The city of Muncie uses surface water from the White River and groundwater from the Prairie Creek Reservoir for its supply. The water from the White River exceeds the state and federal regulations, but is known for being trash-ridden. The Muncie area community has sponsored a cleanup for the White River for nine years in a row now. DN FILE PHOTO EMMA ROGERS
Urban development along White River to create connectivity in Muncie
A $48-million project is now in the works for new development along White River near downtown Muncie that Mayor Dennis Tyler said will benefit both the city and Ball State students.
With both new commercial and residential properties planned for the new Canal District, Tyler said it should attract new residents, create jobs, promote an urban style of living and help bring all of Muncie together.
"Connectivity – it's what people want," Tyler said. "A way to walk, take public transportation, to bike, nice simple paths."
The new Canal District will include:
- River Loop and pedestrian bridge
- A 60-unit, 4 floor urban living waterfront apartment with a commercial first floor restaurants
- A separate free-standing restaurant
- A 56-unit apartment with collaboration spaces and meeting rooms
- Waterfront restaurant/café
- A 2 - 3 story mixed use building
- Multiple parking locations
Tyler said he focused on creating Muncie’s first bicycle lanes when he took office in 2012, and the idea for new riverfront development began shortly after that same year.
The project will have three phases, each adding additional sets of property to the district.
While construction is tentatively planned to start late 2016, Tyler said input from developers and funds for the project could push its start back into 2017.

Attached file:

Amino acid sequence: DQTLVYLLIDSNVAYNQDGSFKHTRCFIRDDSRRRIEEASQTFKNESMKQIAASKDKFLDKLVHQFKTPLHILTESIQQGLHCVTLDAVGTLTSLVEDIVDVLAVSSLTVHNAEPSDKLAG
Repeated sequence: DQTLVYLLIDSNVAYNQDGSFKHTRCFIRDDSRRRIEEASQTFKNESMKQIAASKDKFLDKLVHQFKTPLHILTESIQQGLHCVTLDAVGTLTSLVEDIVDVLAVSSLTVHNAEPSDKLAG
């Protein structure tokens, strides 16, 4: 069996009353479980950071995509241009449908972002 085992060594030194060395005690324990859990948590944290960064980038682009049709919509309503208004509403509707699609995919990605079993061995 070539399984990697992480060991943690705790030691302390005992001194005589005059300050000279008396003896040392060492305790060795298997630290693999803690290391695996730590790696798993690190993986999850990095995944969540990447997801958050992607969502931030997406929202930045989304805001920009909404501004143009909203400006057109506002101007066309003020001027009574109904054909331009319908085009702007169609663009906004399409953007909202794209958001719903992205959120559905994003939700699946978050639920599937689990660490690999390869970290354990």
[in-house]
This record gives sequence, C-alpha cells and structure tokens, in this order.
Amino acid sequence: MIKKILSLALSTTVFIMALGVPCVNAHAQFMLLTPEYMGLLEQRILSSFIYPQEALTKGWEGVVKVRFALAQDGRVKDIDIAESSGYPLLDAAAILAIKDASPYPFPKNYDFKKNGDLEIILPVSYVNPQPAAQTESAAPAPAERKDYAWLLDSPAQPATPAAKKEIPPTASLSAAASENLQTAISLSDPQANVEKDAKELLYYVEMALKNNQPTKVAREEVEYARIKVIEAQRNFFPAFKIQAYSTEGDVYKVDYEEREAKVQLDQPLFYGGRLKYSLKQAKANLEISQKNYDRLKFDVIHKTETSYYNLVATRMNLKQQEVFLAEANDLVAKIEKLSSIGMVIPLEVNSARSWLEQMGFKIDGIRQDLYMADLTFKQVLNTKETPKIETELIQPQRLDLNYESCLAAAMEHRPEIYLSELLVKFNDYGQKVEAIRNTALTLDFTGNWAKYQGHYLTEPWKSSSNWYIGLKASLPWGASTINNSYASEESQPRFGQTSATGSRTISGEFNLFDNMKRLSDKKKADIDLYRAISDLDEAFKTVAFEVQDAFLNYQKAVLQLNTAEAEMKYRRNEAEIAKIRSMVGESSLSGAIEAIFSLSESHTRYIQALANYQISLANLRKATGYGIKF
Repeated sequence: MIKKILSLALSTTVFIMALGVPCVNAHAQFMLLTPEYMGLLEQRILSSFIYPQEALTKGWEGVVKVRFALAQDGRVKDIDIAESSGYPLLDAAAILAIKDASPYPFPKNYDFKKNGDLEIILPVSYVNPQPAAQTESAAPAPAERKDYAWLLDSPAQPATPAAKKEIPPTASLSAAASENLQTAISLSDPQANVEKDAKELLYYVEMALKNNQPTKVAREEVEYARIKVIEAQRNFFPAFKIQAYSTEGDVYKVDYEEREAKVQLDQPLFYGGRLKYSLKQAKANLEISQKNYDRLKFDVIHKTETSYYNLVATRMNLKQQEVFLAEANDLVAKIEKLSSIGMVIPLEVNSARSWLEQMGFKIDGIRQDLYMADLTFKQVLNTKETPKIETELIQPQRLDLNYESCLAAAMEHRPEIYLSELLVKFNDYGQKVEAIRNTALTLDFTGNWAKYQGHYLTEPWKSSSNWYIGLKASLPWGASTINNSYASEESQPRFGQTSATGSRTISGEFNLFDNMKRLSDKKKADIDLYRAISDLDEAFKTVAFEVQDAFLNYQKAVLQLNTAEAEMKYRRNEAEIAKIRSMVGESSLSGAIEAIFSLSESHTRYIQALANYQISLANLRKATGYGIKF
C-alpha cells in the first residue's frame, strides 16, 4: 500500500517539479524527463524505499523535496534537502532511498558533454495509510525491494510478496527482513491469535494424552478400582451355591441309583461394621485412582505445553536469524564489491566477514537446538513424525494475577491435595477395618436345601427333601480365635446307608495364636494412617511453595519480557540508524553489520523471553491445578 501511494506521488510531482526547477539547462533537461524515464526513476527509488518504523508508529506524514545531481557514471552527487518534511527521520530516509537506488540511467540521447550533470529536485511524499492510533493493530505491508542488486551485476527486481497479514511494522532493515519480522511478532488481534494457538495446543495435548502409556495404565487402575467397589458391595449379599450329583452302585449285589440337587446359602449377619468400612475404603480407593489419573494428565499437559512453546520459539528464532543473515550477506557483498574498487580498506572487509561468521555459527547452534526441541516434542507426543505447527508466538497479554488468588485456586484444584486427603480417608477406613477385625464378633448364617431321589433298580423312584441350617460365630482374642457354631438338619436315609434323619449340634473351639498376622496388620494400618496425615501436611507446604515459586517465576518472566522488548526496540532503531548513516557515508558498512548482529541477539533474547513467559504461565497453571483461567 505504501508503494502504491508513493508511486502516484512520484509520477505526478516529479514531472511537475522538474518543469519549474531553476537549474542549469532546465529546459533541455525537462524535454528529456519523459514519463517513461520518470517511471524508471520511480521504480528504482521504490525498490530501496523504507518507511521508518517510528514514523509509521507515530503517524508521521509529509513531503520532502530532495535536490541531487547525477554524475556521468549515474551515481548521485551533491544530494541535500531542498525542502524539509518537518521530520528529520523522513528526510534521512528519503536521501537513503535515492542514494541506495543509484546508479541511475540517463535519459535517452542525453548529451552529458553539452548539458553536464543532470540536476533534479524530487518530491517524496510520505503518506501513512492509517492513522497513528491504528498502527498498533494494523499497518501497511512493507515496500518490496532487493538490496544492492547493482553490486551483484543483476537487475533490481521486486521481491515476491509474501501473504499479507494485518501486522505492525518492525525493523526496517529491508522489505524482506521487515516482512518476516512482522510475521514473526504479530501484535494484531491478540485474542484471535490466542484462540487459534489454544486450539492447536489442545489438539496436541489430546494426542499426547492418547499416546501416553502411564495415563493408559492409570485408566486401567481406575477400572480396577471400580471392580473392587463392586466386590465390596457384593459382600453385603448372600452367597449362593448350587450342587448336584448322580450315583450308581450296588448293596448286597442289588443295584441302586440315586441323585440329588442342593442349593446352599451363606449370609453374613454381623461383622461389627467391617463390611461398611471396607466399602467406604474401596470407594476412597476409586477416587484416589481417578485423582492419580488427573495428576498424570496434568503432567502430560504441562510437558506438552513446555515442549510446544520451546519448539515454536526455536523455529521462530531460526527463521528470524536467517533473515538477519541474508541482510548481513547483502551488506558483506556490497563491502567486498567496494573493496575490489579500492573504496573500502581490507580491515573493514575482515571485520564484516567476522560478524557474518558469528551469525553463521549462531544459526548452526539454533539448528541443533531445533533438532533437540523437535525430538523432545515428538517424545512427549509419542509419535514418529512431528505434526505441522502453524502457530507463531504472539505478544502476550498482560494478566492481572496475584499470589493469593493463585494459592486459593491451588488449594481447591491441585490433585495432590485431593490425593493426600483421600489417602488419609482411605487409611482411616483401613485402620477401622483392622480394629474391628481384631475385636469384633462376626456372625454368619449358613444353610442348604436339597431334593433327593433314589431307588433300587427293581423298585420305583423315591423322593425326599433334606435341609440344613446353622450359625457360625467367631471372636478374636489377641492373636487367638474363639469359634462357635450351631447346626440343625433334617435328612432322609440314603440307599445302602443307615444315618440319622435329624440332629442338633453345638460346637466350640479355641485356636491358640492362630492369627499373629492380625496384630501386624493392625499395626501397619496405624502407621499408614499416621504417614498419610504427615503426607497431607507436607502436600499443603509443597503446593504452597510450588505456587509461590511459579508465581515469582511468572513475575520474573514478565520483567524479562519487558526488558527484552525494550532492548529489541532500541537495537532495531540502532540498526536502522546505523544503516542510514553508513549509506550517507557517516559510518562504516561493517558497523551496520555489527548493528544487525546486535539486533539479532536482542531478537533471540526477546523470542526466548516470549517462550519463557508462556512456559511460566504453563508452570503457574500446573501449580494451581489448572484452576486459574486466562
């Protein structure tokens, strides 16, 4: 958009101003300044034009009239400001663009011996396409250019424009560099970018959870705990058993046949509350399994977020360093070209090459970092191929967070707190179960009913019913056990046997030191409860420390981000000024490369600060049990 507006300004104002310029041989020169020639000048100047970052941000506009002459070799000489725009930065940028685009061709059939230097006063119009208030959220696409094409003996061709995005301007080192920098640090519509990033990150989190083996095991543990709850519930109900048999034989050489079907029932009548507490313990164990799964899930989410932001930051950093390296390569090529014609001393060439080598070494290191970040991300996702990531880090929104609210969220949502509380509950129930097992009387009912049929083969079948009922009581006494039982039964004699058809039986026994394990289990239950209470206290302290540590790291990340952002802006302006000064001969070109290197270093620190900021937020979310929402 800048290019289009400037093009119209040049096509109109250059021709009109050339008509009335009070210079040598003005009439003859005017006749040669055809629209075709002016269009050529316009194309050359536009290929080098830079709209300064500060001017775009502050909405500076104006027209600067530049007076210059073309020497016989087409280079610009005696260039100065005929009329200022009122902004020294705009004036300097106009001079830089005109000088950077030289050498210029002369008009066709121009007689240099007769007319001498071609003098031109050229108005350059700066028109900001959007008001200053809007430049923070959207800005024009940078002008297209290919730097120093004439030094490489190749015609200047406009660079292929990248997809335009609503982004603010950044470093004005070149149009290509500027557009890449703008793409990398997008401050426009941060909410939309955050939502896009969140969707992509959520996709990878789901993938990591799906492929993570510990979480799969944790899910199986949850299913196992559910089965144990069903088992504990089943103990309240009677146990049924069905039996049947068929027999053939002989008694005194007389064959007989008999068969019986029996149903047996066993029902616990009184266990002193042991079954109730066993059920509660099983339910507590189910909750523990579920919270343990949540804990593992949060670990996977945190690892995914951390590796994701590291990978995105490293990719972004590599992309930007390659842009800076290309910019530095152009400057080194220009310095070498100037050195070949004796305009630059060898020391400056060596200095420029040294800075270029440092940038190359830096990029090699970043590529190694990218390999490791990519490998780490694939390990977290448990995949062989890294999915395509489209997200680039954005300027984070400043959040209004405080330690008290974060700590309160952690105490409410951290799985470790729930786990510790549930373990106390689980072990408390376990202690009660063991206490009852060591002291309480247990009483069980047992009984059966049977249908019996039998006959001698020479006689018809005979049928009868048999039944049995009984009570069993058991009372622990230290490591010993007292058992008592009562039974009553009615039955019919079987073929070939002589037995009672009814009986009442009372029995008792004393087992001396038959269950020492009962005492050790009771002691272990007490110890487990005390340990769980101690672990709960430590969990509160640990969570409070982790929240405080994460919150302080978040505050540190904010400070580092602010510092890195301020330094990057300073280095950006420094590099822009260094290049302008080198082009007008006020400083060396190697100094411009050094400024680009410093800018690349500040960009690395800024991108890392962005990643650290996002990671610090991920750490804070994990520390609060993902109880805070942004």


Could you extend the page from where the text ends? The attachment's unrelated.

Scott Truex, an associate professor in the urban planning department, said he's very excited for the new development coming to Muncie. He said it will add a new energy to the downtown area and offer opportunities for connecting with the university.
"The project is really exciting as what it can do to continue the development of the downtown," Truex said. "The buildings along there don't really pay attention to the river."
But Truex thinks the biggest benefit will be to recent BSU graduates and faculty members.
"The idea of housing downtown, your own studio, place to start up your business … [people] will come here for a more urban experience," he said. "They will see this as a real advantage as to why they would want to come and work in Muncie."
Tim Maloney, senior policy director for the Hoosier Environmental Council, said he also sees the benefit of what this could do for the city of Muncie. He said he has seen other Indiana communities do similar projects.
"Communities are doing this very successfully and improving their quality of life," Maloney said. "This really is a growing trend in terms of downtown redevelopment."
Maloney said he is confident that Mayor Tyler and the city of Muncie will continue to work towards a cleaner White River as the development begins, and will protect the natural character of the river throughout the project.
Tyler said the funds for the project should come from both the public and private sectors, but said businesses should want to invest to be a part of this project, which he believes should eventually generate more than $200 million for the city.
While he said this project can't happen overnight, Tyler said he's ready to get it started.
"Projects like these are dreams and visions, but we have to find ways to invest in these types of projects for us to be successful."